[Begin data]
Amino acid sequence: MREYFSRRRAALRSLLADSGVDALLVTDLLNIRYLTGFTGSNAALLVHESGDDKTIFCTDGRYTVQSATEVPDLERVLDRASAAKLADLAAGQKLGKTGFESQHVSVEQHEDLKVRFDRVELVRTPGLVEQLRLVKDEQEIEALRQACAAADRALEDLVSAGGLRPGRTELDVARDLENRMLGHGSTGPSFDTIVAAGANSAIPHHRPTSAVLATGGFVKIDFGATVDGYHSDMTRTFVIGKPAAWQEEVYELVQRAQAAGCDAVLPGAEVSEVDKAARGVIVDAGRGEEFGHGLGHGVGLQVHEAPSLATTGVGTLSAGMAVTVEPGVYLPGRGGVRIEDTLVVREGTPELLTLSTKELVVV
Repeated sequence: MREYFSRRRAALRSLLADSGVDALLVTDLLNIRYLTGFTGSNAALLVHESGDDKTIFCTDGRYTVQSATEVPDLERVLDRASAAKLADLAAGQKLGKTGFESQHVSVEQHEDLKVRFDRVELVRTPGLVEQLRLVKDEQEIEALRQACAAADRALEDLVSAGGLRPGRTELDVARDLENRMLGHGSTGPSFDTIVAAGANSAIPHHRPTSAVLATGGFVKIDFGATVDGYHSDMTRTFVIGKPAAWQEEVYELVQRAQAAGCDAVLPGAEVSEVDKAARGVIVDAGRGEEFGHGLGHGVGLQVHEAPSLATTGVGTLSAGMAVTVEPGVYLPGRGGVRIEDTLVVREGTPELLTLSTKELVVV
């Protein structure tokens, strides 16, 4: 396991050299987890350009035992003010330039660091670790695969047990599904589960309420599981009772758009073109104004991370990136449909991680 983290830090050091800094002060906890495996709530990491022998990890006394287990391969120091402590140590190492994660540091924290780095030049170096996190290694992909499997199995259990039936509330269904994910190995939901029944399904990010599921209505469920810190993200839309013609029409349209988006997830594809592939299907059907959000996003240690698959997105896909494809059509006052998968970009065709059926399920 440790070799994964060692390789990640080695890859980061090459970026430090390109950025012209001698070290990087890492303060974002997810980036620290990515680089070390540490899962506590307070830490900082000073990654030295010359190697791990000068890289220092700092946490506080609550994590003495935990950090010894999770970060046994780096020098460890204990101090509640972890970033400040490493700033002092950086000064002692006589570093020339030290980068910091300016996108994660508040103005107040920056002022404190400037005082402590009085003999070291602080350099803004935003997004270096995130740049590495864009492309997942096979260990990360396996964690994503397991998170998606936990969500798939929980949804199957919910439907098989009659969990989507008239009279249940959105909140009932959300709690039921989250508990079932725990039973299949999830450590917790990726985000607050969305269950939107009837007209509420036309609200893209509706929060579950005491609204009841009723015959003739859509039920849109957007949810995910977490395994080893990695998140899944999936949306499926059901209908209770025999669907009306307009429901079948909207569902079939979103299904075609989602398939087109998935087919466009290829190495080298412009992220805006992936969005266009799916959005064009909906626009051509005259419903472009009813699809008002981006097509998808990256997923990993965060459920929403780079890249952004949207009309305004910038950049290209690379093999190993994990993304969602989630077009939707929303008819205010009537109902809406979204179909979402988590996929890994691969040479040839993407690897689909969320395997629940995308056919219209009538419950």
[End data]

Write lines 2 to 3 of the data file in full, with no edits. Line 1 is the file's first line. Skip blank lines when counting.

Repeated sequence: MREYFSRRRAALRSLLADSGVDALLVTDLLNIRYLTGFTGSNAALLVHESGDDKTIFCTDGRYTVQSATEVPDLERVLDRASAAKLADLAAGQKLGKTGFESQHVSVEQHEDLKVRFDRVELVRTPGLVEQLRLVKDEQEIEALRQACAAADRALEDLVSAGGLRPGRTELDVARDLENRMLGHGSTGPSFDTIVAAGANSAIPHHRPTSAVLATGGFVKIDFGATVDGYHSDMTRTFVIGKPAAWQEEVYELVQRAQAAGCDAVLPGAEVSEVDKAARGVIVDAGRGEEFGHGLGHGVGLQVHEAPSLATTGVGTLSAGMAVTVEPGVYLPGRGGVRIEDTLVVREGTPELLTLSTKELVVV
């Protein structure tokens, strides 16, 4: 396991050299987890350009035992003010330039660091670790695969047990599904589960309420599981009772758009073109104004991370990136449909991680 983290830090050091800094002060906890495996709530990491022998990890006394287990391969120091402590140590190492994660540091924290780095030049170096996190290694992909499997199995259990039936509330269904994910190995939901029944399904990010599921209505469920810190993200839309013609029409349209988006997830594809592939299907059907959000996003240690698959997105896909494809059509006052998968970009065709059926399920 440790070799994964060692390789990640080695890859980061090459970026430090390109950025012209001698070290990087890492303060974002997810980036620290990515680089070390540490899962506590307070830490900082000073990654030295010359190697791990000068890289220092700092946490506080609550994590003495935990950090010894999770970060046994780096020098460890204990101090509640972890970033400040490493700033002092950086000064002692006589570093020339030290980068910091300016996108994660508040103005107040920056002022404190400037005082402590009085003999070291602080350099803004935003997004270096995130740049590495864009492309997942096979260990990360396996964690994503397991998170998606936990969500798939929980949804199957919910439907098989009659969990989507008239009279249940959105909140009932959300709690039921989250508990079932725990039973299949999830450590917790990726985000607050969305269950939107009837007209509420036309609200893209509706929060579950005491609204009841009723015959003739859509039920849109957007949810995910977490395994080893990695998140899944999936949306499926059901209908209770025999669907009306307009429901079948909207569902079939979103299904075609989602398939087109998935087919466009290829190495080298412009992220805006992936969005266009799916959005064009909906626009051509005259419903472009009813699809008002981006097509998808990256997923990993965060459920929403780079890249952004949207009309305004910038950049290209690379093999190993994990993304969602989630077009939707929303008819205010009537109902809406979204179909979402988590996929890994691969040479040839993407690897689909969320395997629940995308056919219209009538419950």